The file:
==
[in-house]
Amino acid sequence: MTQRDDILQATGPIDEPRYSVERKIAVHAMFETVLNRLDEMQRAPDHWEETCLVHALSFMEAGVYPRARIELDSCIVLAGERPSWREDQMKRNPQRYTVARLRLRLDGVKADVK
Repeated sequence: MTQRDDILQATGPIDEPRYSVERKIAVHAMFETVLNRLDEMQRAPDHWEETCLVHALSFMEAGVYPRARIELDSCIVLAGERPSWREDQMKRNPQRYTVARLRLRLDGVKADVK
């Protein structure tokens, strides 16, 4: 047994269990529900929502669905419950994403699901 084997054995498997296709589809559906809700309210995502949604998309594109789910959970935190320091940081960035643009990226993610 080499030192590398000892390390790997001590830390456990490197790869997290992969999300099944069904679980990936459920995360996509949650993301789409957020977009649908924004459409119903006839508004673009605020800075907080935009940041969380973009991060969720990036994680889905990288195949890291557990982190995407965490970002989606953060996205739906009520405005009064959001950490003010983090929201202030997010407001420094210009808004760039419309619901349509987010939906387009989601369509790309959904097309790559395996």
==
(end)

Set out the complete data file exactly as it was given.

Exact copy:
[in-house]
Amino acid sequence: MTQRDDILQATGPIDEPRYSVERKIAVHAMFETVLNRLDEMQRAPDHWEETCLVHALSFMEAGVYPRARIELDSCIVLAGERPSWREDQMKRNPQRYTVARLRLRLDGVKADVK
Repeated sequence: MTQRDDILQATGPIDEPRYSVERKIAVHAMFETVLNRLDEMQRAPDHWEETCLVHALSFMEAGVYPRARIELDSCIVLAGERPSWREDQMKRNPQRYTVARLRLRLDGVKADVK
């Protein structure tokens, strides 16, 4: 047994269990529900929502669905419950994403699901 084997054995498997296709589809559906809700309210995502949604998309594109789910959970935190320091940081960035643009990226993610 080499030192590398000892390390790997001590830390456990490197790869997290992969999300099944069904679980990936459920995360996509949650993301789409957020977009649908924004459409119903006839508004673009605020800075907080935009940041969380973009991060969720990036994680889905990288195949890291557990982190995407965490970002989606953060996205739906009520405005009064959001950490003010983090929201202030997010407001420094210009808004760039419309619901349509987010939906387009989601369509790309959904097309790559395996």